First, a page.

Strategic comms to keep from reeling in crisis

It is almost impossible to open the newspaper or scroll through the social media feed without coming across a story about some sort of crisis. Today it was food poisoning in a famous restaurant nearby. Yesterday it was a college football coach accused of sexual misconduct. And before that computer hacks that brought a few hospitals to their knees. The list goes on and on - economic fraud, mismanagement of funds, oil spills that destroyed natural habitats and endangered species, suicides in the workplace brought on by systemic bullying.

Events like these send organisations reeling. They affect employees and those who are supposed to benefit, like school children and patients. They damage trust in society and among donors and investors and they hurt brand reputation.

There are two points I’d like to make based on nearly 20 years of working in strategic communications, much of which has been spent dealing with some sort of crisis in a not-for-profit organisation:

1. What used to be viewed as a crisis, or as an individual incident, has turned into business as usual. This may be because people in general are more aware and are able to have a voice through social media, and anyone can create a story, real or fake, through various online outlets. This means that what is a spark lit by one person in one location quickly turns into a multitude of flames when others feel empowered to speak up.

2. The strategy required to manage the situation is usually referred to as a crisis communications strategy. But in my mind it really should just be strategic communications. And it should be deeply embedded throughout the organisation.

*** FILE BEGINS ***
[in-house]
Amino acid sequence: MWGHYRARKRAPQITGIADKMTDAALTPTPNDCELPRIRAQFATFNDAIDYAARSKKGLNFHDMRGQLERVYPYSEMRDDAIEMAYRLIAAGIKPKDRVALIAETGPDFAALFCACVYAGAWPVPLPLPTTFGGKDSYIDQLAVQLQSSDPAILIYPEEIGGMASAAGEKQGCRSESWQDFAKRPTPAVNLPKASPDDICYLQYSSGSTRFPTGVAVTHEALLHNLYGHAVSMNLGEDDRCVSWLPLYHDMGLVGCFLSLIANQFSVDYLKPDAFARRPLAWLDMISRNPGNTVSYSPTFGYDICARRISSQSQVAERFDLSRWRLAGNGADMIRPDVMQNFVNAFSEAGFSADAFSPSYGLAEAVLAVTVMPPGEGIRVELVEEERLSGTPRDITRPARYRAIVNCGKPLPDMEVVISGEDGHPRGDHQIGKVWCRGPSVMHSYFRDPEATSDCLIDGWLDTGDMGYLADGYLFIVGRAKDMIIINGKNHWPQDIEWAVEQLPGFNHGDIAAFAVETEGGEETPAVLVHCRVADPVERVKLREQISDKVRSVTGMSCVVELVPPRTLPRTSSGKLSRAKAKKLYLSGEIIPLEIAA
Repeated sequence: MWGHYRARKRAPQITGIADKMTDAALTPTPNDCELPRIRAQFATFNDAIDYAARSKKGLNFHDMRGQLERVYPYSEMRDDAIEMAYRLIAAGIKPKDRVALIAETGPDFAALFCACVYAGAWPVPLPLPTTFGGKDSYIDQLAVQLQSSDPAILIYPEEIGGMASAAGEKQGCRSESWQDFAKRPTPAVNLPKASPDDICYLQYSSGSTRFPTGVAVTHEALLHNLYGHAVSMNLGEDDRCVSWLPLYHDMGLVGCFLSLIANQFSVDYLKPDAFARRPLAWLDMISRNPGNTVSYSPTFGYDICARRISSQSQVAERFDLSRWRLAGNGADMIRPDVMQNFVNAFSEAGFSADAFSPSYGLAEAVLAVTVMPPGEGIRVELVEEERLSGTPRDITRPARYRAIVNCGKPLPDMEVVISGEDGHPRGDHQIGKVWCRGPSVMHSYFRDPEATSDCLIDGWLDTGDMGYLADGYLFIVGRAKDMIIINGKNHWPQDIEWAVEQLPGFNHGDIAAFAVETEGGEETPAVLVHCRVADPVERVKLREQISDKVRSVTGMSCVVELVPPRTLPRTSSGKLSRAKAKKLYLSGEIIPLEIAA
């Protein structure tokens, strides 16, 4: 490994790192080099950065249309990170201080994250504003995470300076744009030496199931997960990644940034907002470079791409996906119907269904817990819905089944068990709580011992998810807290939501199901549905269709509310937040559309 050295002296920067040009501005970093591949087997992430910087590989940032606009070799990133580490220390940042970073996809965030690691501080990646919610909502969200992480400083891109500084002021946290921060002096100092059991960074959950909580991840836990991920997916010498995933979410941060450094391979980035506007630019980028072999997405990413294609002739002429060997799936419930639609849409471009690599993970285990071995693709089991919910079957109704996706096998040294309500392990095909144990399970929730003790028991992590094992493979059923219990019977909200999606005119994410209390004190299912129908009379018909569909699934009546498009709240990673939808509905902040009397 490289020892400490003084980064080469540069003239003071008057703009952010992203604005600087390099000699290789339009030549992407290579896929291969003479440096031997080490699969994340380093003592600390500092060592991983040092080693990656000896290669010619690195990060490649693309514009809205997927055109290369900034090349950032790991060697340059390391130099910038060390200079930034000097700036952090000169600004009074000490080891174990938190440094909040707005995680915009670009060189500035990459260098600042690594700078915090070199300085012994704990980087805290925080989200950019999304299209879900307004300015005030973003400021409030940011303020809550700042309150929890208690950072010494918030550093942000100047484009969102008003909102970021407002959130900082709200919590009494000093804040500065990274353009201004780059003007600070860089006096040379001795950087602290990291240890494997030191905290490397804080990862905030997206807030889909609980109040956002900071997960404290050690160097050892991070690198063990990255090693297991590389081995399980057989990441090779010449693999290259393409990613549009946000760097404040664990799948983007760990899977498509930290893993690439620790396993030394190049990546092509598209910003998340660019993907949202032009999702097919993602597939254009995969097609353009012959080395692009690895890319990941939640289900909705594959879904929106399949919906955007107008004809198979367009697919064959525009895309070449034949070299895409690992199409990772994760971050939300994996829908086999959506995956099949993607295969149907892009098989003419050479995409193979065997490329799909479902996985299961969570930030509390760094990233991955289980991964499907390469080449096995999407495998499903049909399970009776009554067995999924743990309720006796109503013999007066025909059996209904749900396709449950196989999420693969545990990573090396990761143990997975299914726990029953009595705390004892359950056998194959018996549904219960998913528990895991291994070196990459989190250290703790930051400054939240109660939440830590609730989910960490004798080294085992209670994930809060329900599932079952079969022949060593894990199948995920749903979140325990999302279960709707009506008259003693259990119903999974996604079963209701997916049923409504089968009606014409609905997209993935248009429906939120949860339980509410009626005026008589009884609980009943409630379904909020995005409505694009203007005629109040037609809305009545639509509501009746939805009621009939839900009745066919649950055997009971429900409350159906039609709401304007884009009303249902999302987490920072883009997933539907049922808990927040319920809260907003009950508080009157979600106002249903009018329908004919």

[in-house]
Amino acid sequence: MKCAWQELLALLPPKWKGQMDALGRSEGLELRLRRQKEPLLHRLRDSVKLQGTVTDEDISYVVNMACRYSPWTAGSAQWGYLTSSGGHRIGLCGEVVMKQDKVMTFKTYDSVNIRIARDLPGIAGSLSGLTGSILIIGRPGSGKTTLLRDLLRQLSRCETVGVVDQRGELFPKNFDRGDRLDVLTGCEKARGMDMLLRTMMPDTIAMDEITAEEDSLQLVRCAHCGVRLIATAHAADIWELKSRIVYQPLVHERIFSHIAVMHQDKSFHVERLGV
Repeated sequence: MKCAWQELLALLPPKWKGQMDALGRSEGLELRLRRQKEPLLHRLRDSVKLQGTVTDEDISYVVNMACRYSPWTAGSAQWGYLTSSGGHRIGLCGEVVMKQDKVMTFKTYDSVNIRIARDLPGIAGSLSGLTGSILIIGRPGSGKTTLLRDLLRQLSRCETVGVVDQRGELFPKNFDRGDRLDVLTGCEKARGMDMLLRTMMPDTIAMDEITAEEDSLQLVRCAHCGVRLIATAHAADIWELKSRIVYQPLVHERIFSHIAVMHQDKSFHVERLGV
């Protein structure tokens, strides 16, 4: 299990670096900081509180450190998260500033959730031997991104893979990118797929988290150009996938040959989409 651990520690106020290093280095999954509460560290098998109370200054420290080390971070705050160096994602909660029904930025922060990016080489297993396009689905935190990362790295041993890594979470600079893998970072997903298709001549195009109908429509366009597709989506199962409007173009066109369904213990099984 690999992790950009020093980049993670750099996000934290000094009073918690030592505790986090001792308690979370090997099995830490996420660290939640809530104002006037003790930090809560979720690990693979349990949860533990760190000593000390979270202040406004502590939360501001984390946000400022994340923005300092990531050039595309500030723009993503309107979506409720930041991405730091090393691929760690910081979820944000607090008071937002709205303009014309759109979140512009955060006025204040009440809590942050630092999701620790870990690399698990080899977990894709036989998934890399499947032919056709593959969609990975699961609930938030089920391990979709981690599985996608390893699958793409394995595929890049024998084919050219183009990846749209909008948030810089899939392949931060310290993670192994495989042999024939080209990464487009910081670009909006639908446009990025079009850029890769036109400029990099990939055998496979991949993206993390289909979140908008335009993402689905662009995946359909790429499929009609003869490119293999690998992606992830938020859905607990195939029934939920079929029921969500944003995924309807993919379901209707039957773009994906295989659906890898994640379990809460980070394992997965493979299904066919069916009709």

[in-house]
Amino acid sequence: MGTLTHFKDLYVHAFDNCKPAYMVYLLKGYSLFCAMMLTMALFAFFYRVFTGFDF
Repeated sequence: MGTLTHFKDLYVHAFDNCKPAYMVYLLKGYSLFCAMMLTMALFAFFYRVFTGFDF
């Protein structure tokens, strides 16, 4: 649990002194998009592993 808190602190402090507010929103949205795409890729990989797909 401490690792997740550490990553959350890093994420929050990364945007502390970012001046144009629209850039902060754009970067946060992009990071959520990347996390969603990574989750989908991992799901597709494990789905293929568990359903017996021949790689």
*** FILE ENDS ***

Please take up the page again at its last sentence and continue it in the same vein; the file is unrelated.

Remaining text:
These “crises” are not occasional events any more. What has changed over the past few years is that these incidents once regarded as individual events have now become epidemic and can be found in all part of society. No public body, private corporation or non-profit organisation is immune. News about these incidents spread like wild fire with the assistance of social media and inspire other events to come to light.

Crisis plans and strategies that were once kept in a red folder in the back of a bookshelf to be pulled out when the fire was already ablaze, now need to be placed permanently on the desk as part of day-to-day communications in every organisation – and not only that, but be part of induction training with all new staff. Not only in the executive roles of an organisation or in the press office, but across departments. That is also exactly what I recommend clients who have been faced with challenging situations.

Over the last year I have worked as the strategic communications and media lead at the Independent Commission on sexual misconduct, accountability and culture change at Oxfam. The Commission was appointed by Oxfam in the aftermath of the Haiti sexual misconduct crisis to independently review all aspects of Oxfam’s culture, policies and practices relating to safeguarding.

It became clear that the incidents that had prompted the review where not isolated incidents, thus managed as an individual crisis, but proved to be part of the organisational culture. This suggests that communications efforts should be incorporated in the organisational communications strategy providing on-going guidance and security for leadership and staff.

It may prevent the organization from reeling and harming its brand, its loyal supporters, staff and most of all the people it is there to serve.